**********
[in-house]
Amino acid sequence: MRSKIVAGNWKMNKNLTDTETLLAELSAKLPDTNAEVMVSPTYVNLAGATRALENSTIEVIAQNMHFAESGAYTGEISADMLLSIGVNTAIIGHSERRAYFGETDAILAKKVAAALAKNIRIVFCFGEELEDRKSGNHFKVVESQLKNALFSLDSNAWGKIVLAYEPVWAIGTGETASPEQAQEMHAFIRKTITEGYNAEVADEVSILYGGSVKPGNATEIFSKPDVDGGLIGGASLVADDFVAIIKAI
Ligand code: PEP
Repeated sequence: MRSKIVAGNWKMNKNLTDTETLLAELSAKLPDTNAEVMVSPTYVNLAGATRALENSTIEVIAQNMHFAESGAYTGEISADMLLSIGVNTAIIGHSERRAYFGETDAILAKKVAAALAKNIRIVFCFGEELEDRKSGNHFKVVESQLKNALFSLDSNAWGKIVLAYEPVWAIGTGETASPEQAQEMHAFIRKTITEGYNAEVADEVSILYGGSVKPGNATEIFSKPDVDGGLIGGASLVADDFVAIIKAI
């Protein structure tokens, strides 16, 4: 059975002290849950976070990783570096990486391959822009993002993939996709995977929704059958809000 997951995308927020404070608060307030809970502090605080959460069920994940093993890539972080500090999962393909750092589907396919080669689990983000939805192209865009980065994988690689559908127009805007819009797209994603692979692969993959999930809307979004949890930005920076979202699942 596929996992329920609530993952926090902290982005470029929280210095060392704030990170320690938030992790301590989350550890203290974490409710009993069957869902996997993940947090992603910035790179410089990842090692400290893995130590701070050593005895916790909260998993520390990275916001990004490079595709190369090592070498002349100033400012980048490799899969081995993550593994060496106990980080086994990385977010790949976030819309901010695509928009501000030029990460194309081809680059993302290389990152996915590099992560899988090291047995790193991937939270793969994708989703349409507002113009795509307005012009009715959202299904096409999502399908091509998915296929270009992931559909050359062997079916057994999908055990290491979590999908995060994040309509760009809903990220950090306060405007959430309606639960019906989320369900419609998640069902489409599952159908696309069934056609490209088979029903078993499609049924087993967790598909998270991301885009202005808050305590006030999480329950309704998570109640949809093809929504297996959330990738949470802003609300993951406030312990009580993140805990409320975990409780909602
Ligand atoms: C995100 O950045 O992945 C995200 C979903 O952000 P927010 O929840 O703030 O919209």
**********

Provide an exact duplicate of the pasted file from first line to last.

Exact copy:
[in-house]
Amino acid sequence: MRSKIVAGNWKMNKNLTDTETLLAELSAKLPDTNAEVMVSPTYVNLAGATRALENSTIEVIAQNMHFAESGAYTGEISADMLLSIGVNTAIIGHSERRAYFGETDAILAKKVAAALAKNIRIVFCFGEELEDRKSGNHFKVVESQLKNALFSLDSNAWGKIVLAYEPVWAIGTGETASPEQAQEMHAFIRKTITEGYNAEVADEVSILYGGSVKPGNATEIFSKPDVDGGLIGGASLVADDFVAIIKAI
Ligand code: PEP
Repeated sequence: MRSKIVAGNWKMNKNLTDTETLLAELSAKLPDTNAEVMVSPTYVNLAGATRALENSTIEVIAQNMHFAESGAYTGEISADMLLSIGVNTAIIGHSERRAYFGETDAILAKKVAAALAKNIRIVFCFGEELEDRKSGNHFKVVESQLKNALFSLDSNAWGKIVLAYEPVWAIGTGETASPEQAQEMHAFIRKTITEGYNAEVADEVSILYGGSVKPGNATEIFSKPDVDGGLIGGASLVADDFVAIIKAI
């Protein structure tokens, strides 16, 4: 059975002290849950976070990783570096990486391959822009993002993939996709995977929704059958809000 997951995308927020404070608060307030809970502090605080959460069920994940093993890539972080500090999962393909750092589907396919080669689990983000939805192209865009980065994988690689559908127009805007819009797209994603692979692969993959999930809307979004949890930005920076979202699942 596929996992329920609530993952926090902290982005470029929280210095060392704030990170320690938030992790301590989350550890203290974490409710009993069957869902996997993940947090992603910035790179410089990842090692400290893995130590701070050593005895916790909260998993520390990275916001990004490079595709190369090592070498002349100033400012980048490799899969081995993550593994060496106990980080086994990385977010790949976030819309901010695509928009501000030029990460194309081809680059993302290389990152996915590099992560899988090291047995790193991937939270793969994708989703349409507002113009795509307005012009009715959202299904096409999502399908091509998915296929270009992931559909050359062997079916057994999908055990290491979590999908995060994040309509760009809903990220950090306060405007959430309606639960019906989320369900419609998640069902489409599952159908696309069934056609490209088979029903078993499609049924087993967790598909998270991301885009202005808050305590006030999480329950309704998570109640949809093809929504297996959330990738949470802003609300993951406030312990009580993140805990409320975990409780909602
Ligand atoms: C995100 O950045 O992945 C995200 C979903 O952000 P927010 O929840 O703030 O919209």